Biden voices his readiness to resume nuclear talks with Iran

US Rep. Ilhan Omar (D-MN) (L) talks with Speaker of the House Nancy Pelosi (D-CA) during a rally with fellow Democrats before voting on H.R. 1, or the People Act, on the East Steps of the US Capitol on March 08, 2019 in Washington, DC. (AFP photo)
US President Joe Biden addresses the UN General Assembly in New York on September 21, 2021. (Photo by AFP)

US President Joe Biden has announced his willingness to rejoin the 2015 nuclear deal with Iran and resolve the issue with the Islamic Republic over its peaceful nuclear program.

Biden, who was addressing diplomats from across the globe on Tuesday at his first speech at the UN General Assembly since taking office, voiced his intention to rejoin the landmark nuclear deal known as the Joint Comprehensive Plan of Action (JCPOA) in "full" if Tehran does the same.

He said the US was "working" with China, France, Russia, Britain and Germany to "engage Iran diplomatically and to seek a return to" the JCPOA.

"We're prepared to return to full compliance if Iran does the same," he said.

The world powers held six rounds of indirect talks between the United States and Iran in Vienna to mend the nuclear deal which was broken in 2018 by former US President Donald Trump.

Elsewhere in his remarks, Biden detailed his plan to take the helm as the United States led the international community into a new era focused on diplomacy rather than the American military power as Washington competed with other countries, China in particular.

Biden did not directly mention China as America's adversary but sprinkled implicit references to Beijing throughout his speech.

He said US foreign policy was planned on a new era of vigorous competition, minus the cold war.

Biden emphasized that his administration was committed to strengthening diplomacy with its global allies and partners to work towards a “collective future”, leading them in their efforts to curb China's expansion.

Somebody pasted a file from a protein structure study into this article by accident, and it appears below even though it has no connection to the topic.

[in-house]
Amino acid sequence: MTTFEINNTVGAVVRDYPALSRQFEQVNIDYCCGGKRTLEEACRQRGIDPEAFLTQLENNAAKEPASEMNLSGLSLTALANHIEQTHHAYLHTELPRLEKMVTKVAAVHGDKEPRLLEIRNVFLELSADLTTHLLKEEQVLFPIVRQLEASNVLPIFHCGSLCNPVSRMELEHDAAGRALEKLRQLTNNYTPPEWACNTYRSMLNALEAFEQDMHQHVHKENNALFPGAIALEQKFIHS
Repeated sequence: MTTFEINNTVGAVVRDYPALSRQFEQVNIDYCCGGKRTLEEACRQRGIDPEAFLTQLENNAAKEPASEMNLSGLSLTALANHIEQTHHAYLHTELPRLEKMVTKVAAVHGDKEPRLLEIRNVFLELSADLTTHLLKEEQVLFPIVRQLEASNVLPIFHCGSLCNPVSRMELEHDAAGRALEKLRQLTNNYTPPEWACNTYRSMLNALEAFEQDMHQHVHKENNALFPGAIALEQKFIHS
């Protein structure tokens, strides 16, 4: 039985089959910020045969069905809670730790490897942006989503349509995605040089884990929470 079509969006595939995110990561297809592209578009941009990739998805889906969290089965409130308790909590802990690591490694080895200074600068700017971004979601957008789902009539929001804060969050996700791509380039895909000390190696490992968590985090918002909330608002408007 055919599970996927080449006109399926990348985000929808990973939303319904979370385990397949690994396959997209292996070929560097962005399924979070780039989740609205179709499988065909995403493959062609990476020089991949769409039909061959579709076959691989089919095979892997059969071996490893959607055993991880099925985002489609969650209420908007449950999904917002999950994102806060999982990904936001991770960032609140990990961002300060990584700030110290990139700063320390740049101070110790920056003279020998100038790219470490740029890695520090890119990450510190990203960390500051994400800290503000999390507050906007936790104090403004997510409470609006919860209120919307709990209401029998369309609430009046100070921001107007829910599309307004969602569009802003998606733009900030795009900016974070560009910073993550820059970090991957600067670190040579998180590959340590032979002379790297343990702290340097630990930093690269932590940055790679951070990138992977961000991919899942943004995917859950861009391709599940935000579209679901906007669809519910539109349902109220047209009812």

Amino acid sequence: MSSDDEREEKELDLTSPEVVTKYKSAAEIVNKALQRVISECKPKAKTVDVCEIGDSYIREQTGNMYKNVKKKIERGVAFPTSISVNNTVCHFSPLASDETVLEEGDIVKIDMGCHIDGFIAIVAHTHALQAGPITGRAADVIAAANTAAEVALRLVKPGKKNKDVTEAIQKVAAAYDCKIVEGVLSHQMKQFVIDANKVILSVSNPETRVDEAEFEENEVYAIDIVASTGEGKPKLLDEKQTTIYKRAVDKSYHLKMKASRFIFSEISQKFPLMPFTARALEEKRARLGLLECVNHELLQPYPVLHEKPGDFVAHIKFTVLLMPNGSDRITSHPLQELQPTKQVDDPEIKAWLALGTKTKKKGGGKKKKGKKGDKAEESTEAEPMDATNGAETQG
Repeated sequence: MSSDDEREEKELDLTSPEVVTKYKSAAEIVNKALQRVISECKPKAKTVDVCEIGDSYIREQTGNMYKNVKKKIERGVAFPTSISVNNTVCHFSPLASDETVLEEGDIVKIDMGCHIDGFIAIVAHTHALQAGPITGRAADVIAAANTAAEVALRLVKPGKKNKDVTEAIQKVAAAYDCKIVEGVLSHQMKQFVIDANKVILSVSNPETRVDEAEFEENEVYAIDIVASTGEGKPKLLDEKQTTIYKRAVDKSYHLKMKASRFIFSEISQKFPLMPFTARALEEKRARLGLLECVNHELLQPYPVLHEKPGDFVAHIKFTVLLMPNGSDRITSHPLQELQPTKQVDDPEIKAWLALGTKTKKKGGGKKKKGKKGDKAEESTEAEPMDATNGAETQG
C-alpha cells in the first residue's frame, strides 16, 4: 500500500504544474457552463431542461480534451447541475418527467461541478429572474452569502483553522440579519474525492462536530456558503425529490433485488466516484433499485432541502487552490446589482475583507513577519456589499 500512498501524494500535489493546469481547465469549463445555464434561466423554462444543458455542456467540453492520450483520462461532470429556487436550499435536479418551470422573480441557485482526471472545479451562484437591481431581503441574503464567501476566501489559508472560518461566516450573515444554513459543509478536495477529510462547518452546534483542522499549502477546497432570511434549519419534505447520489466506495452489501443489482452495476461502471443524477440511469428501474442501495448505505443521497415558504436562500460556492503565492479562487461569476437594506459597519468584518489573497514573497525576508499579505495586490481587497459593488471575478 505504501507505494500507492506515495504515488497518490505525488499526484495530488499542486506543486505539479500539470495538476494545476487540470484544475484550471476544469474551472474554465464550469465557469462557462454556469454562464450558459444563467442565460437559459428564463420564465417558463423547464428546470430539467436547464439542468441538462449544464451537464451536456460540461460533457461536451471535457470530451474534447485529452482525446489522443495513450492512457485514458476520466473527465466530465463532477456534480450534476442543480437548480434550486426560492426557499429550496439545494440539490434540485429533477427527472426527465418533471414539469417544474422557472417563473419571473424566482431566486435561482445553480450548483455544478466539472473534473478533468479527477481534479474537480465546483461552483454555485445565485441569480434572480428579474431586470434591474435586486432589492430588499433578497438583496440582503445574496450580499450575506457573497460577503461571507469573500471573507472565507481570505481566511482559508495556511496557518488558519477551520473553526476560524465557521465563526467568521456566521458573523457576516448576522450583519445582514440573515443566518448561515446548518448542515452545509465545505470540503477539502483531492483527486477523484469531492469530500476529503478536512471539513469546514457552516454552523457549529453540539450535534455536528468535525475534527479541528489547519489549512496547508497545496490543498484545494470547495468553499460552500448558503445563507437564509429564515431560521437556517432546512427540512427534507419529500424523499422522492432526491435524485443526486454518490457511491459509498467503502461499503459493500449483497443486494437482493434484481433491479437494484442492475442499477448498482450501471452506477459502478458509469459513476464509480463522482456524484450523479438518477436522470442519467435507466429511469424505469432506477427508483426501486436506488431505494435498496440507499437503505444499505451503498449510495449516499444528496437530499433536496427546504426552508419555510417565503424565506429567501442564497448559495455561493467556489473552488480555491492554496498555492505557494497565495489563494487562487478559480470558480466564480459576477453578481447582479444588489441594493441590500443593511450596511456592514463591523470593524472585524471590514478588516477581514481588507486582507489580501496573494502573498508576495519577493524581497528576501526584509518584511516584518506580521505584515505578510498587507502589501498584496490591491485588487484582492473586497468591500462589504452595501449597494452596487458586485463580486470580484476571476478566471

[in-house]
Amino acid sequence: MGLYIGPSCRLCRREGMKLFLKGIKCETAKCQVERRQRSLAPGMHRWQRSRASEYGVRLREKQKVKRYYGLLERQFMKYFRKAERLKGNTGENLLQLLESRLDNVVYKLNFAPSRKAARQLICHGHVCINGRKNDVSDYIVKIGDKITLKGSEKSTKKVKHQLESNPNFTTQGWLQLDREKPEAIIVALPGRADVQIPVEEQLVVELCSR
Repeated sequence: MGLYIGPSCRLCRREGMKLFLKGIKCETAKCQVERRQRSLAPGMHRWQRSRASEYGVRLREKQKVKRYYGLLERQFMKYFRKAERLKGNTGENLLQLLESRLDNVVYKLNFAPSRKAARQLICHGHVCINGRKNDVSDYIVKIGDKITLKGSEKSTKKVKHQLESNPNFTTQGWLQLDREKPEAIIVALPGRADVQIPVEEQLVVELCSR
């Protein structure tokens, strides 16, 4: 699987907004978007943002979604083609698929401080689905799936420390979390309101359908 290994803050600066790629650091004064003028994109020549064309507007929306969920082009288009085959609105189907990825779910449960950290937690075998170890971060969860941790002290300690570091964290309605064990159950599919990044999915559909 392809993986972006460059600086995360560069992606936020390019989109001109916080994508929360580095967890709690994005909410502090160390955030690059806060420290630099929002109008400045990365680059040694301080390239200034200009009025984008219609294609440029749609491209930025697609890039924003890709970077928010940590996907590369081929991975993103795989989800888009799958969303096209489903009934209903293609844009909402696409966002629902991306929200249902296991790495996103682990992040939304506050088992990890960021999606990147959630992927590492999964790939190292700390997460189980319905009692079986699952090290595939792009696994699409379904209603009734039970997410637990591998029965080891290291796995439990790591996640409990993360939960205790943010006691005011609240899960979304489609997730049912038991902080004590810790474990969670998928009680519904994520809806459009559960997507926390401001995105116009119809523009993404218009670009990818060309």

The US president pointed out that 2021 to 2031 was a "decisive decade for our world" that will determine the fate of humanity.

In addition, Biden cited global warming, the COVID crisis and technological advancements as major issues that will determine the future of the globe.

"The extreme weather events that we have seen in every part of the world, and you all know it and feel it, represent what the secretary general has rightly called 'code red' for humanity. And the scientists and experts are telling us that we're fast approaching a point of no return in the literal sense," Biden said.

Biden warned that the world was swiftly passing an "inflection point in history," claiming the way the global community responded to pressing challenges like the climate crisis and the COVID-19 pandemic will "reverberate for generations yet to come."

He insisted that new challenges must be tackled with technological innovation and global cooperation, not war.

Biden claimed his decision to end America’s longest war, in Afghanistan, last month had set the table for his administration to shift its attention to intensive diplomacy.

"We've ended 20 years of conflict in Afghanistan, and as we close this period of relentless war, we're opening a new era of relentless diplomacy, of using the power of our development aid to invest in new ways of lifting people up around the world, of renewing and defending democracy, of proving that no matter how challenging or how complex the problem we're going to face, government by and for the people is still the best way to deliver for all of our people," Biden said.

About the same time as Biden's speech at the UN, Iran's Foreign Ministry spokesperson, Saeed Khatibzadeh, announced Tehran's readiness to resume nuclear talks in Vienna.

"Every meeting requires prior coordination and the preparation of an agenda. As previously emphasized, the Vienna talks will resume soon and over the next few weeks," Khatibzadeh said

Last month, the Supreme Leader of the Islamic Revolution Ayatollah Ali Khamenei said the current US administration was no different from the previous Trump administration.

He criticized Biden for making the same demands as Trump, who abandoned the peaceful nuclear deal and imposed the most draconian sanctions against the Iranian nation, did.

"America's current administration is no different from the previous one because what it demands from Iran on the nuclear issue is the same thing that Trump demanded."

The last round of negotiations to revive the 2015 accord concluded in June with no result.

In related news, Iran’s nuclear chief said the US needed to remove all sanctions imposed on the Islamic Republic in order for the stalled negotiations to resume.

Head of the Atomic Energy Organization of Iran (AEOI) Mohammad Eslami told Japanese public broadcaster NHK that Iran will take action step by step, in accordance with what the US does.

Eslami noted that Americans had failed to implement the duties and obligations agreed upon in the JCPOA.


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